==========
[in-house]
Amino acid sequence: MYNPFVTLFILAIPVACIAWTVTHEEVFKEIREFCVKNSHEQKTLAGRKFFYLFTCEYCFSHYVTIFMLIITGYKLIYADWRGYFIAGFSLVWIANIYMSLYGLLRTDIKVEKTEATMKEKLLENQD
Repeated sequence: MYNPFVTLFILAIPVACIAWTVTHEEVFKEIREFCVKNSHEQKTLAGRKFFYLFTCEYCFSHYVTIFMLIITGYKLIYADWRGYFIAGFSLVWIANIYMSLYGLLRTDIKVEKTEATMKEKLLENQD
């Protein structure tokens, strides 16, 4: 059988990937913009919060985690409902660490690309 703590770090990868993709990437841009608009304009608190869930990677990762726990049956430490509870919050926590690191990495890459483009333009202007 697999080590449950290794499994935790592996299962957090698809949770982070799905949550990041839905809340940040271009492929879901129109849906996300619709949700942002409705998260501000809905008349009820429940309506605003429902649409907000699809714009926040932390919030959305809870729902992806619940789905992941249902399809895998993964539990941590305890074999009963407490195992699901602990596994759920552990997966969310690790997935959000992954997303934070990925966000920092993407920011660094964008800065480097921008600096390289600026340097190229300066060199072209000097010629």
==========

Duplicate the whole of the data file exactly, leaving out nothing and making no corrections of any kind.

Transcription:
[in-house]
Amino acid sequence: MYNPFVTLFILAIPVACIAWTVTHEEVFKEIREFCVKNSHEQKTLAGRKFFYLFTCEYCFSHYVTIFMLIITGYKLIYADWRGYFIAGFSLVWIANIYMSLYGLLRTDIKVEKTEATMKEKLLENQD
Repeated sequence: MYNPFVTLFILAIPVACIAWTVTHEEVFKEIREFCVKNSHEQKTLAGRKFFYLFTCEYCFSHYVTIFMLIITGYKLIYADWRGYFIAGFSLVWIANIYMSLYGLLRTDIKVEKTEATMKEKLLENQD
């Protein structure tokens, strides 16, 4: 059988990937913009919060985690409902660490690309 703590770090990868993709990437841009608009304009608190869930990677990762726990049956430490509870919050926590690191990495890459483009333009202007 697999080590449950290794499994935790592996299962957090698809949770982070799905949550990041839905809340940040271009492929879901129109849906996300619709949700942002409705998260501000809905008349009820429940309506605003429902649409907000699809714009926040932390919030959305809870729902992806619940789905992941249902399809895998993964539990941590305890074999009963407490195992699901602990596994759920552990997966969310690790997935959000992954997303934070990925966000920092993407920011660094964008800065480097921008600096390289600026340097190229300066060199072209000097010629």